Let me tell you about something that just happened.
On an overcrowded 62 southbound bus in Chicago, I was standing to the side of a seated woman in her 30’s who had her purse on her lap. I noticed her when I got on because she was very pretty and dressed well. Standing next to me (and in front of the woman) was a white man in his 40’s: 5’5” or so, very slim, large glasses, wearing a polo shirt. He raises his voice a little to be heard and says to the seated woman, “That’s a beautiful purse.”
Her: Thank you. [small, polite smile.]
A few minutes pass in silence. Then,
Him: It goes very nicely with your shirt. [His voice is a little different now. It has taken on a wheedling tone. He’s making it clear he’s hitting on her.]
Her: Thank you. [only a glimmer of a smile. She averts her eyes.]
A few minutes pass in silence.
Him: So. Are you coming from work? [now he’s in full on creep mode. It is important to note that the way they are positioned places his crotch almost fully in her face.]
Her: [silence. Averted eyes.]
A minute later:
Him: Did you not hear me? Are you coming from work?
Me: Excuse me, has she given you any indication that she is in the least bit interested in you?
Him: No. [stutters] Don’t worry about it.
Me: Well, I’m going to worry about it if you’re making her uncomfortable. And you’re making her uncomfortable. Leave her alone.
Him: Shut up. If she was uncomfortable, she would have said so.
Her: [looks up at me, refusing to look at him]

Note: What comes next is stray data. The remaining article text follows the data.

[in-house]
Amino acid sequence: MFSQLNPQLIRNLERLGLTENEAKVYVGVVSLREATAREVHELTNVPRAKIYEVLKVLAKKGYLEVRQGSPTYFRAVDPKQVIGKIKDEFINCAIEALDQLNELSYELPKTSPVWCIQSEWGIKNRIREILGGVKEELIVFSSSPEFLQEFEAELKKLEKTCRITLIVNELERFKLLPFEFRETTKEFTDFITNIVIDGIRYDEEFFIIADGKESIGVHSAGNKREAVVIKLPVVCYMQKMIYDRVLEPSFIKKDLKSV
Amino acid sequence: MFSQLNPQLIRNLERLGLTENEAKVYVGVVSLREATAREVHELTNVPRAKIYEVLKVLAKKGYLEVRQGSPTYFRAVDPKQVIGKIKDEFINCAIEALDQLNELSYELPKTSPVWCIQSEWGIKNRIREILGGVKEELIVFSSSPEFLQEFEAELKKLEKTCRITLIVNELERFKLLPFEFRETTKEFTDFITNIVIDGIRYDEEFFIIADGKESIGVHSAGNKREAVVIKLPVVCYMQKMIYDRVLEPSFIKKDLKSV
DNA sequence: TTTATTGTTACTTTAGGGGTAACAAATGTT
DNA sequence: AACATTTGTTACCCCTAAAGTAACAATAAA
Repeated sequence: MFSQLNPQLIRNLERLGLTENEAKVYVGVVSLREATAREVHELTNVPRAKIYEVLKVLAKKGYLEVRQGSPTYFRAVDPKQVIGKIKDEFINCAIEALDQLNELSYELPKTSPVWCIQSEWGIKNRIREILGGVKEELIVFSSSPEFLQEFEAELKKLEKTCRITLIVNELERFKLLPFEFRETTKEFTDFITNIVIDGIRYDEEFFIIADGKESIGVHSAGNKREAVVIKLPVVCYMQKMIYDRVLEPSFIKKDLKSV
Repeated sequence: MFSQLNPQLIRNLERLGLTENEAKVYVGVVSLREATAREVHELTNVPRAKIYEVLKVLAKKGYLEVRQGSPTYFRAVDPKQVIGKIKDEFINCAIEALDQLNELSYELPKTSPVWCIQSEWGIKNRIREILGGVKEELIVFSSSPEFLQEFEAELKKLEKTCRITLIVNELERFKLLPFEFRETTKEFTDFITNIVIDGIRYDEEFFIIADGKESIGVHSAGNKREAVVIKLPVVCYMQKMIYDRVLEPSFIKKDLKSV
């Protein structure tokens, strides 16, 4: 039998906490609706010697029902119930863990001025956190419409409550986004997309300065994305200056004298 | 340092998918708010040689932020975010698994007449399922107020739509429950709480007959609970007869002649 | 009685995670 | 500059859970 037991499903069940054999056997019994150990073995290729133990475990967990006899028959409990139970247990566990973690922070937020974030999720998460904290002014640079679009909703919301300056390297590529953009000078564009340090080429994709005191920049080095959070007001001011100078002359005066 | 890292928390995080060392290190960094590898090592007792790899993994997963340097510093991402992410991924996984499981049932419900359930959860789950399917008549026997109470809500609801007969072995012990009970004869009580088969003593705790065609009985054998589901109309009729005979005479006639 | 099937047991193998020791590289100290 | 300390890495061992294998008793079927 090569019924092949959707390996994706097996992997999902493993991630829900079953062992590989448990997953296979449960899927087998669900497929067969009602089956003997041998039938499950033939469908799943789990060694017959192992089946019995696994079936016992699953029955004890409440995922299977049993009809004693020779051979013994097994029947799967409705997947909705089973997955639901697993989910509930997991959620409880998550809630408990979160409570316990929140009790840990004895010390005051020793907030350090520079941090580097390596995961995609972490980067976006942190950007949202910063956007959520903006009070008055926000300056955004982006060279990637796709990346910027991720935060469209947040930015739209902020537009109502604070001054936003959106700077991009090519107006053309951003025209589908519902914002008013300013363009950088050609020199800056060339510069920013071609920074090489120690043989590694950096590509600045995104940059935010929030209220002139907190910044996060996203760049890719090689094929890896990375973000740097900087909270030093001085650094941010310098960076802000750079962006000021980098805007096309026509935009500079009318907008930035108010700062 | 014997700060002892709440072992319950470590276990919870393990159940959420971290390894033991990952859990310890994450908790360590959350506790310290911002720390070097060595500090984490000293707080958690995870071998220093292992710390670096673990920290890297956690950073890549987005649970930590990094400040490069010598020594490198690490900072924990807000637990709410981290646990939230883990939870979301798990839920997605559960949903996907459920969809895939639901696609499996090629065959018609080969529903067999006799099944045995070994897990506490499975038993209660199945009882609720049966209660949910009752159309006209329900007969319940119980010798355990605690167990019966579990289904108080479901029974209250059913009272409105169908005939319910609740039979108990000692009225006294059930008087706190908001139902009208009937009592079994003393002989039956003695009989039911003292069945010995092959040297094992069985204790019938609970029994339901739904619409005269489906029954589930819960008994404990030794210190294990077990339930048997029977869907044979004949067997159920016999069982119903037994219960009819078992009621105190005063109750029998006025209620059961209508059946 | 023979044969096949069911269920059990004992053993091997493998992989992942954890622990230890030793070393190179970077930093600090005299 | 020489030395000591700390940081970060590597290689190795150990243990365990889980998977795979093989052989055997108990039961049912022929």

Me: Dude, are you blind? She’s uncomfortable. Leave her alone.
Him: [muttering insults]
Me: Did you say something?
Me: Oh I didn’t hear you. Because you were mumbling
The rest of the bus ride passed without incident. The woman got off five stops later and I got off seven stops after that (two after my actual stop: I didn’t want him to know my real stop in case he was a psycho). He stared at me for much of the ride but said nothing.
So why am I writing this blog? For a number of reasons.
Even if someone is not saying the words “You’re making me uncomfortable” they might still be telling you they’re uncomfortable. The woman’s clasped hands, the aversion of her eyes, the shifting in her seat, the refusal to answer his questions? This is discomfort. Part of living in a civilized society is taking social cues from one another. If you can’t restrain yourself enough to not hit on a woman in public—and I urge you to do exactly that: restrain yourself—at least have the humanity, respect, and presence of mind to take note of the behavior of the subject of your attention. Often, men who engage in street harassment rely on the societally taught politeness that is ingrained in most women in order to subjugate their target. They interpret this politeness as either interest or “playing hard to get.” Hint: “Playing hard to get” doesn’t really exist in these kinds of scenarios. She’s not “playing hard to get.” She wants you to leave her the fuck alone.
Additionally, take stock of your privilege. Not just your male privilege—hopefully you’re already taking stock of that daily—but your physical privilege. Standing in front of a woman on the bus with your crotch in her face is not the time and place to compliment her on her shirt. Trust me. You are in a position of physical dominance. Allowing this posture to inflate your sense of control in the situation is not “being confident.” It’s being rapey. Don’t be rapey.
We need to teach men. Men need to be taught about boundaries, dominance, privilege, intimidation, street harassment, and a multitude of other microaggressions that they employ—sometimes consciously, sometimes unconsciously—when they interact with women.
Men, the first step is paying attention. Please, please pay attention. Sometimes you can’t see because you’re standing in your own way. Advice? Move.